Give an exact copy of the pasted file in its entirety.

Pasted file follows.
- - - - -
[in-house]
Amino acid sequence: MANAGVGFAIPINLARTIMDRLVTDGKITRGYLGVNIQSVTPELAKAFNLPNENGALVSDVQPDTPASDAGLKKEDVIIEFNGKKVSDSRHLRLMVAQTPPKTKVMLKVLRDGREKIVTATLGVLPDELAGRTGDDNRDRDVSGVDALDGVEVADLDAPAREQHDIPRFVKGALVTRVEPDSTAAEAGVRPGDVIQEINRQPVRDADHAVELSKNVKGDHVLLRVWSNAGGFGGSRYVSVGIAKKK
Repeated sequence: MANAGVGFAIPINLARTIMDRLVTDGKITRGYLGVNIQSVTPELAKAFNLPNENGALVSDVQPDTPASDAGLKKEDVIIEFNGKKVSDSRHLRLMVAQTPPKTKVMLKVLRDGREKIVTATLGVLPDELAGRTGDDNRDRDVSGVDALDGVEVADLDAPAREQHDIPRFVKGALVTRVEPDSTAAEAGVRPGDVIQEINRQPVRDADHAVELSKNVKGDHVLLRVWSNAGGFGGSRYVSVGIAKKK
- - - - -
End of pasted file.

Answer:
[in-house]
Amino acid sequence: MANAGVGFAIPINLARTIMDRLVTDGKITRGYLGVNIQSVTPELAKAFNLPNENGALVSDVQPDTPASDAGLKKEDVIIEFNGKKVSDSRHLRLMVAQTPPKTKVMLKVLRDGREKIVTATLGVLPDELAGRTGDDNRDRDVSGVDALDGVEVADLDAPAREQHDIPRFVKGALVTRVEPDSTAAEAGVRPGDVIQEINRQPVRDADHAVELSKNVKGDHVLLRVWSNAGGFGGSRYVSVGIAKKK
Repeated sequence: MANAGVGFAIPINLARTIMDRLVTDGKITRGYLGVNIQSVTPELAKAFNLPNENGALVSDVQPDTPASDAGLKKEDVIIEFNGKKVSDSRHLRLMVAQTPPKTKVMLKVLRDGREKIVTATLGVLPDELAGRTGDDNRDRDVSGVDALDGVEVADLDAPAREQHDIPRFVKGALVTRVEPDSTAAEAGVRPGDVIQEINRQPVRDADHAVELSKNVKGDHVLLRVWSNAGGFGGSRYVSVGIAKKK